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The class of 1985

The partyless elections of 1985 had far-reaching and negative effects on the country’s bumpy politics

The class of 1985

Pakistani politics in the 1980s, more specifically the partyless elections of 1985, were a bad patch on the political scene of Pakistan — an effort by General Ziaul Haq to discredit political parties and to make them irrelevant.

After the referendum of 1984, the General announced elections to the national and provincial assemblies in February 1985. In January 1985, Ziaul Haq also announced other conditions for the elections, and amendments were made in the Political Parties Act of 1962.

These amendments were a bad omen for all political parties, including the Movement for the Restoration of Democracy (MRD), a coalition of eleven political parties formed in 1983, which boycotted the 1985 elections because their demands for party-based elections and restoration of the 1973 Constitution were rejected, a move later regretted by the political parties. The elections had a negative impact on the future democratic process in the country.

Political parties in the MRD included: Pakistan People’s Party, Awaami Tehreek, the Jamiat Ulemai Islam, National Awami Party, the National Democratic Party, the Pakistan Mazdoor Kisan Party, the Pakistan Muslim League, the Pakistan National Party, the Qaumi Mahaz-i-Azadi and the Tehrik-e-Istiqlal.

The successful boycott of the 1984 referendum had perhaps convinced the MRD to do the same in the 1985 elections. But, surprisingly for them, voters came to the polling station in large numbers — the voter turnout for the National Assembly was reported 53.69 per cent while for provincial assemblies, it was 57.37 percent nationally.

“The political parties later regretted their decision of boycotting the 1985 election,” says Dr Rasul Bukhsh Rais talking to TNS. “Party candidates, in fact, wanted to contest the polls. So, the number of those who contested the elections was far more than those who had contested in 1977,” he adds. By taking part in the elections, the political leaders could perhaps create some political space for themselves under the given conditions.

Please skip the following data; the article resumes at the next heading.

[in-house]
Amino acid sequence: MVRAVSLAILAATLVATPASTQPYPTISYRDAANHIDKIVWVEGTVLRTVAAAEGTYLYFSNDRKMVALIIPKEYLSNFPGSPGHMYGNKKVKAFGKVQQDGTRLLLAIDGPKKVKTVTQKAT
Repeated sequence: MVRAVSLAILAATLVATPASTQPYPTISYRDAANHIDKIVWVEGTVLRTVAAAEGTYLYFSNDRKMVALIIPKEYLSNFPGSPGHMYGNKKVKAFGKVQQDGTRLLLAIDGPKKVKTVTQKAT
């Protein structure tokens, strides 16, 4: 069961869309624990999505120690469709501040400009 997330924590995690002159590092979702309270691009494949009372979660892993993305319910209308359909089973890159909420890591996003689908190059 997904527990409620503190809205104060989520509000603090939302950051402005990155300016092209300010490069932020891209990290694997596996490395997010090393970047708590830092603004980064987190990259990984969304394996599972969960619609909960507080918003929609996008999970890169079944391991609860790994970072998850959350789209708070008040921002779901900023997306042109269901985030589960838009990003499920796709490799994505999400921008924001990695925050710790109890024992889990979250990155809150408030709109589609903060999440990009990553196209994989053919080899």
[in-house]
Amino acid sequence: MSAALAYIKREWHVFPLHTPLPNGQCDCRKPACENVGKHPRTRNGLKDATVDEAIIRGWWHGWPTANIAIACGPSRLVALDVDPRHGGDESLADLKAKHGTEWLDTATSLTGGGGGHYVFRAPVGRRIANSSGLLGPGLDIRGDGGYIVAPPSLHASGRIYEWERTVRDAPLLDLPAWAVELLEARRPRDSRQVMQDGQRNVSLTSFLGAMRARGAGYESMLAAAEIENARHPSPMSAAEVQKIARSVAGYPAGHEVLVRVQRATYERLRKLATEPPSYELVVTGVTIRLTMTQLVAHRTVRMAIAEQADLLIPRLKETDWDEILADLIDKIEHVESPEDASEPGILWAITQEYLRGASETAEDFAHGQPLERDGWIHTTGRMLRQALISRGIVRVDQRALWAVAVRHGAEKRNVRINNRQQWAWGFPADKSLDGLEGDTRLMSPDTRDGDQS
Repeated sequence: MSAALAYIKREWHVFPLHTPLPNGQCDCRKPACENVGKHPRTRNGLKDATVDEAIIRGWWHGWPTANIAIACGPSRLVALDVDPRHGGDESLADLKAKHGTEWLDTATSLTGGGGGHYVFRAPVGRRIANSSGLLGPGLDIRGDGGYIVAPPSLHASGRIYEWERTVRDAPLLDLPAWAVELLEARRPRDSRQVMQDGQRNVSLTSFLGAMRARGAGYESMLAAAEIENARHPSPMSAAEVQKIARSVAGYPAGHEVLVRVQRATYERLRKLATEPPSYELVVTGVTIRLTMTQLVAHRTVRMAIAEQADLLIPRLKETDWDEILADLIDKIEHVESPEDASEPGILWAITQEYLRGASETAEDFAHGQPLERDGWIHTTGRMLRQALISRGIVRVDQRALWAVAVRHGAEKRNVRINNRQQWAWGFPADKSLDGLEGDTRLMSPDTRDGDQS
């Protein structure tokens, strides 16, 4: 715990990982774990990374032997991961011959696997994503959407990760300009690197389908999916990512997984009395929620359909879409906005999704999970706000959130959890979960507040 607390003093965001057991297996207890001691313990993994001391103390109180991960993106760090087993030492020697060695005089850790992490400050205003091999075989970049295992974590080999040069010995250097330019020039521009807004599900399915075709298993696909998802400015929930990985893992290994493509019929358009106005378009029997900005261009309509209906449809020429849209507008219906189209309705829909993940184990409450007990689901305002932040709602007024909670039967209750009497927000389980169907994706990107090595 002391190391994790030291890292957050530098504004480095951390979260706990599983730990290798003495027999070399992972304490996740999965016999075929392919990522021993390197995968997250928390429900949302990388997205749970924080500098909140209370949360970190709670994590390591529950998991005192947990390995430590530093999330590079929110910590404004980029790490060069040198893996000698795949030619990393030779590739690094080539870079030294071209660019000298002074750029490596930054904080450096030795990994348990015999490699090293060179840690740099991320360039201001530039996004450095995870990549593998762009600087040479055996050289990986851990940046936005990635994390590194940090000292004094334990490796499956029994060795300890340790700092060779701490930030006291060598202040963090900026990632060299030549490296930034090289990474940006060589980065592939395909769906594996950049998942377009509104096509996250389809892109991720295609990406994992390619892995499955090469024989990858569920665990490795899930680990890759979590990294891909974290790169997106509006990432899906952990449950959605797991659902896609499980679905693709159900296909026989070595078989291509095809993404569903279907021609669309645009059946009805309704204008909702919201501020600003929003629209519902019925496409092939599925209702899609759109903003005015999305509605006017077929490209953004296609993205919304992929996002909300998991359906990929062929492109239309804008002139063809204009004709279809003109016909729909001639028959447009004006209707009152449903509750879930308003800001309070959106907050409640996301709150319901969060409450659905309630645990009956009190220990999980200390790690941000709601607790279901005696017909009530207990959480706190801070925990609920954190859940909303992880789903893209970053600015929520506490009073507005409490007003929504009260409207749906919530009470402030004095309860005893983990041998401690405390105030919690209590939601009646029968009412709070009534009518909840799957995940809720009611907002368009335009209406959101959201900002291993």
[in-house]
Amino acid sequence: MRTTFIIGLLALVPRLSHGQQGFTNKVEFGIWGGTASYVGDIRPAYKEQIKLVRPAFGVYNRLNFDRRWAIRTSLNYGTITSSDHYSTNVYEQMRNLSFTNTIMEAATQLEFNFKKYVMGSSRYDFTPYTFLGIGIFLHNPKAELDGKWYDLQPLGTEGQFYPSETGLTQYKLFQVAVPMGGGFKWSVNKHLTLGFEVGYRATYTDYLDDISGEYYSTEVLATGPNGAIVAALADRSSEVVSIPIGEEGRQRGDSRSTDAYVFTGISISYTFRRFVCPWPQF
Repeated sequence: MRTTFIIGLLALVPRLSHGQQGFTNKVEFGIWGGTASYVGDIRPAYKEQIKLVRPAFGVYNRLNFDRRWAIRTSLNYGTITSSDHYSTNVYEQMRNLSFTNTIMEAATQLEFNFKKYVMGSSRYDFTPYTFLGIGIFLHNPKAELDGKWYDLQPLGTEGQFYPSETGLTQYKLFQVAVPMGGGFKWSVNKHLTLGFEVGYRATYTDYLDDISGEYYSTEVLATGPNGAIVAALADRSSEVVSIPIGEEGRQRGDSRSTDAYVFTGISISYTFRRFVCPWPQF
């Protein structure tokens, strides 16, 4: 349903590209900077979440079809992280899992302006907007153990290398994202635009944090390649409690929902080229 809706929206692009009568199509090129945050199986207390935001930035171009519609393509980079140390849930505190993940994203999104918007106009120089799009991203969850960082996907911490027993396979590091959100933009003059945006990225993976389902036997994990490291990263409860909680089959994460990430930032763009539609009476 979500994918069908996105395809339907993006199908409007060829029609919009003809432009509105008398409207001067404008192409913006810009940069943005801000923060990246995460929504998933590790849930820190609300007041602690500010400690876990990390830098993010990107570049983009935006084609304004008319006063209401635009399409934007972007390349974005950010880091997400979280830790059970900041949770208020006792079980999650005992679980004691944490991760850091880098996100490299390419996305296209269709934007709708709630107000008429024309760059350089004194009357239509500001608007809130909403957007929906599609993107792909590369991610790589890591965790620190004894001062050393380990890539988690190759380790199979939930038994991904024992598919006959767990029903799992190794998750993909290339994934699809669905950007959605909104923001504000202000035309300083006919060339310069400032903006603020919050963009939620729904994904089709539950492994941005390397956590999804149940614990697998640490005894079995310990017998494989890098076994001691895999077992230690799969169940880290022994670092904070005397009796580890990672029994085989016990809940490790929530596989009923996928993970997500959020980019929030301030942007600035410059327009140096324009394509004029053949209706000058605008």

The candidates that took part in the elections deliberately ignored national (or international) issues, only focusing on local problems and campaigned on ethnic, sectarian and tribal grounds. That resulted in reducing national politics to municipal level politics where MNAs and MPAs were expected to do development work at the local government level.

“Things like allocating funds to representatives elected on non-party basis amounted to political bribery to the MNAs and MPAs,” says Dr Rais.

But that strategy of trivialising national politics by the General did not succeed completely. Even a prime minister who was a product of these elections was not easy to deal with for General Zia, “From day one Muhammad Khan Junejo acted as an elected and powerful prime minister. He took a number of critical decisions, such as restoring the political parties, signing the Geneva Peace Accord with the Afghan government, and inviting Benazir Bhutto to an All Parties Conference on Afghanistan in March 1988,” says Dr Rais.

Read also: Editorial

The newly elected National Assembly was to have legislative powers. In spite of the somewhat rebellious posturing of PM Junejo, it was this ‘elected’ Assembly that cast a very long shadow over the future politics of Pakistan by incorporating the controversial Eighth Amendment to the Constitution of Pakistan, which allowed the president to dissolve the National Assembly and elected governments. While the Nawaz Sharif government in 1997 got rid of this amendment by passing the Thirteenth Amendment to the Constitution, the parliament in 2003 under General Musharraf, passed the Seventeenth Amendment, which partially restored the president’s power to dissolve Parliament and thus remove the Prime Minister from office. During the PPP government in 2010, the passage of the 18th Amendment to the Constitution finally took this power away from the president.

Ather Naqvi

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